The Faces of the National Portrait Gallery

The National Portrait Gallery presents American history through human stories, highlighting the unique personalities of individuals who shaped our country. Sometimes portraits, especially old ones, can feel stuffy and world away. But whether you take a tour or just wander on your own, you’ll find you are encouraged to think about the expressions, clothing, poses, and backdrops of the paintings and photography. The National Portrait Gallery makes the stories of Americans come alive and easy to imagine what the artists were trying to show.

Courtyard at the National Portrait Gallery and the American Art Museum
Courtyard between the National Portrait Gallery and the American Art Museum

What’s on Display at the National Portrait Gallery?

Because this museum covers a few hundred years of history, it is noted that women and people of color are often missing from portrait collections dated before the 1800s. The National Portrait Gallery is very transparent about this and does its best to fill in the hole to tell the most complete story of American history. This makes the museum’s history feel alive, with rotating exhibits that always have a new perspective to share. Below are just a few of my favorite exhibits that you can see at the gallery.

As a local, I have watched a lot of people visit the National Portrait Gallery to see a specific portrait. Notable portraits have drawn large crowds with their debut. If you are visiting to see something specific, don’t hesitate to ask someone at the information desk to help you find it.

Out of Many: Portraits from 1600 to 1900 (permanent): This exhibit always draws me in because it is generally organized by major events in chronological order. Because it is all portraits, it is a fun way to weave through history in a unique way. If you love history but have already done the American History Museum, this is a new and interesting perspective. The exhibit, in particular, is where the gallery notes there are more photos of men, people of wealthy status, and European descent than other groups – particularly before the rise of photography in 1839.

Forces of Nature: Voices that Shaped Environmentalism (Until September 2, 2024): This exhibit highlights politicians, scientists, activists, writers, and artists who have impacted how we see environmental change. What stands out to me is the larger variety of people showcased. Environmental documentaries and news stories often focus on a specific story or achievement, so it is very interesting to see so many different voices in one exhibit.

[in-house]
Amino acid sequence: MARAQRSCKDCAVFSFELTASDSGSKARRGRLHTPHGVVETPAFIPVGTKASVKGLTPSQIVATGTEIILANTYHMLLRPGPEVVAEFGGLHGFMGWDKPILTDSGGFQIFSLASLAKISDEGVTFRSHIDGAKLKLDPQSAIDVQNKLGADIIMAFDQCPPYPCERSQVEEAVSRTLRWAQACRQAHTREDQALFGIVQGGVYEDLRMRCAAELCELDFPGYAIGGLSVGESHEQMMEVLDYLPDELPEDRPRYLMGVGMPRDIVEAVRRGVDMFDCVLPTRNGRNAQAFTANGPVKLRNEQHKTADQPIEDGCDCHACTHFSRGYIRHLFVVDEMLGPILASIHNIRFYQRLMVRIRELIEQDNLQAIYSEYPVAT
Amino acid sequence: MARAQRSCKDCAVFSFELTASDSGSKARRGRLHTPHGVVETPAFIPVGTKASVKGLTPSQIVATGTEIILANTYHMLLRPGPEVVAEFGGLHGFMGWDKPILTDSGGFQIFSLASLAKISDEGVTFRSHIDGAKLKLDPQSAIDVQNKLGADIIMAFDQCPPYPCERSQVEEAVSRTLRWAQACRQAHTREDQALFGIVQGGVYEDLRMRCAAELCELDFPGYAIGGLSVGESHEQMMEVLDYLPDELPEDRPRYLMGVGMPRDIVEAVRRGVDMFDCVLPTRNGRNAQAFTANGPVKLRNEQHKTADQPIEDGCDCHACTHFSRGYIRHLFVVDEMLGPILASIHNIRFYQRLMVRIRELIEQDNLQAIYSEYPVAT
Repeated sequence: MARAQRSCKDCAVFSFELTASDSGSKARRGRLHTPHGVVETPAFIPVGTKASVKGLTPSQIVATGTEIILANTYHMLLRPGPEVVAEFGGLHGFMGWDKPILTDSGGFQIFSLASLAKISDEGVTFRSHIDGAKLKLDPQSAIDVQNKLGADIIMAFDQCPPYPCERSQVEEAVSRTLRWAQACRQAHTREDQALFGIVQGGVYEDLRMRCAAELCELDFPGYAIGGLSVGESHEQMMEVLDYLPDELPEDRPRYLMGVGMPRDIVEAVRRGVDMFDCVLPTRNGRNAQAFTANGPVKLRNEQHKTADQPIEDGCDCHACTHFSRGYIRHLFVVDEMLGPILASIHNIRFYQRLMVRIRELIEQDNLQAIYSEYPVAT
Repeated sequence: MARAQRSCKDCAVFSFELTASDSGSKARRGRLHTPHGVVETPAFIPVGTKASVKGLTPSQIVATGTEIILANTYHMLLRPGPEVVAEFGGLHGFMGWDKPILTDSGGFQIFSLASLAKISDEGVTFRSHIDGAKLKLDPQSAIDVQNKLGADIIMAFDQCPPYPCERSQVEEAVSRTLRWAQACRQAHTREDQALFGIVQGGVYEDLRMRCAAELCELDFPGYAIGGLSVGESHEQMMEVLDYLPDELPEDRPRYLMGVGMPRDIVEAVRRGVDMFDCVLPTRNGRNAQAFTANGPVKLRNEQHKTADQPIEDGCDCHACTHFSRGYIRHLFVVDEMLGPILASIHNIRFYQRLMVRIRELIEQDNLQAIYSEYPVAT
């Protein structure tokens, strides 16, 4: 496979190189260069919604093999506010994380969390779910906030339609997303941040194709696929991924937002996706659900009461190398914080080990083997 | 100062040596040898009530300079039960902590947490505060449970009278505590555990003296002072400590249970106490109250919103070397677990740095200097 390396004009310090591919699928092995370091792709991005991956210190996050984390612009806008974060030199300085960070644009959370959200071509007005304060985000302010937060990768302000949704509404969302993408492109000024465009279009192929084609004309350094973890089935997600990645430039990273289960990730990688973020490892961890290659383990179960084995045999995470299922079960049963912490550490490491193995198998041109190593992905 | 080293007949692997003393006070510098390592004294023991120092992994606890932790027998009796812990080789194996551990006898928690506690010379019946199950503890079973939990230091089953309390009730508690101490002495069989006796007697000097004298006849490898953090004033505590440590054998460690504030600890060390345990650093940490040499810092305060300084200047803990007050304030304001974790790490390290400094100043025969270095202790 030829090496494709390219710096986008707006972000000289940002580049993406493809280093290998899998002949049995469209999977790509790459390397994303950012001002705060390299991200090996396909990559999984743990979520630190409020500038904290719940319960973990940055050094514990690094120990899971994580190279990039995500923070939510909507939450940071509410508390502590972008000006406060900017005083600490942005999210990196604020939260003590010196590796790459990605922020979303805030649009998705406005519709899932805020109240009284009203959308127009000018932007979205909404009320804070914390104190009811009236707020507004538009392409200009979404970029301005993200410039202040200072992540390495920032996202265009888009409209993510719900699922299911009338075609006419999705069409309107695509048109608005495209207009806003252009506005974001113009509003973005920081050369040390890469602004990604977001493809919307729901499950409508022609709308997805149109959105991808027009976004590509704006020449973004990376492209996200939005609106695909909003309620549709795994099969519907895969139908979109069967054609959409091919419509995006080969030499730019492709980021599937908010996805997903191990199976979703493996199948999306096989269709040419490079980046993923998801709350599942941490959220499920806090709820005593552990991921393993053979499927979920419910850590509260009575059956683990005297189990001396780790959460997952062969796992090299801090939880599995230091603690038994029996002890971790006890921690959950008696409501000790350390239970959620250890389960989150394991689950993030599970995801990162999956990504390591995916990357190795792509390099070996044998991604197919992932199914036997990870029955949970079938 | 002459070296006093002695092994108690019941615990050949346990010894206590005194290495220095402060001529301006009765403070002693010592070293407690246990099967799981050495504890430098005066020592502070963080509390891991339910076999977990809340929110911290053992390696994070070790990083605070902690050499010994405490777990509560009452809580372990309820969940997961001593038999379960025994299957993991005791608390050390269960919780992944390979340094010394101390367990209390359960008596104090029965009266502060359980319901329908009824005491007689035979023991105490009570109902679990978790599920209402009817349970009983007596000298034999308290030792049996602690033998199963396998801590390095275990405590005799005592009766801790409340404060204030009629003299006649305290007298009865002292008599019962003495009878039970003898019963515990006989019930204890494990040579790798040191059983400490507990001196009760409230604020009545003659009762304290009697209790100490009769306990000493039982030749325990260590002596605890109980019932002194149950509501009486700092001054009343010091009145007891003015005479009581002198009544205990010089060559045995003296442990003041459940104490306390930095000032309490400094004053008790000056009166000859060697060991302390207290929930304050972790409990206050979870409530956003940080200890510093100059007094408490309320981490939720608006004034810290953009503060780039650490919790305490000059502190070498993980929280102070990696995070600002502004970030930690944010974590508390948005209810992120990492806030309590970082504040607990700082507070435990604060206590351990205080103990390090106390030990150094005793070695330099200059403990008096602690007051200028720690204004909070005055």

Are all the President’s Portraits in the National Portrait Gallery?

Yes! You can find a presidential portrait of each American president at the National Portrait Gallery. The presidents are presented in chronological order. You can explore the portraits from the early days of George Washington or begin with more recent history. The style of portraits reflects the time period with more contemporary portraits of President Barack Obama, George W. Bush, and Bill Clinton.

In addition to chronological order, presidents are grouped by time period, including Building the Presidency (1789 – 1829), Democracy and Expansion (1829 – 1861), The Crisis of the Union (1861 – 1901), Social Reform (1901 – 1930), Negotiating World Peace (1930 – 1989), and Contemporary Presidency (1989 – present). You can read a short summary of each time period and each President or listen to short clips of the audio tour on your phone. This is a permanent exhibit.

Photo of portrait of President Obama at the National Portrait Gallery

Tours at the National Portrait Gallery

Daily tours are available at the National Portrait Gallery at 12 and 2:30 pm. These tours are volunteer-led so they might be canceled due to availability. This can be a great way to see the highlights and get deeper dive into some of the portraits. You’ll also find a QR code at the entrance to audio tours available in both English and Spanish. I really enjoyed these tours, which are broken up into bite-sized information about many of the portraits.

Do I Need Tickets?

No, the National Portrait Gallery does not require timed tickets. You can visit this museum and the National Museum of American Art every day except December 25 from 11:30 am to 7 pm.

Getting There

The National Portrait Gallery is right next to the Gallery-Place Chinatown metro stop, serving the red, green, and yellow lines. You can also walk from Metro Center, which serves the red, orange, blue, and silver lines. The museum is connected to the American Art Museum, and it is very easy to navigate both museums in the same visit. They are connected within the museum and by a courtyard that allows outside food.

At a Glance

  • Good for history, Presidental portraits
  • Free
  • 8th and F Streets NW
  • Closest Metro: Gallery Place-Chinatown (red, yellow, green) & Metro Center (red, orange, blue, silver)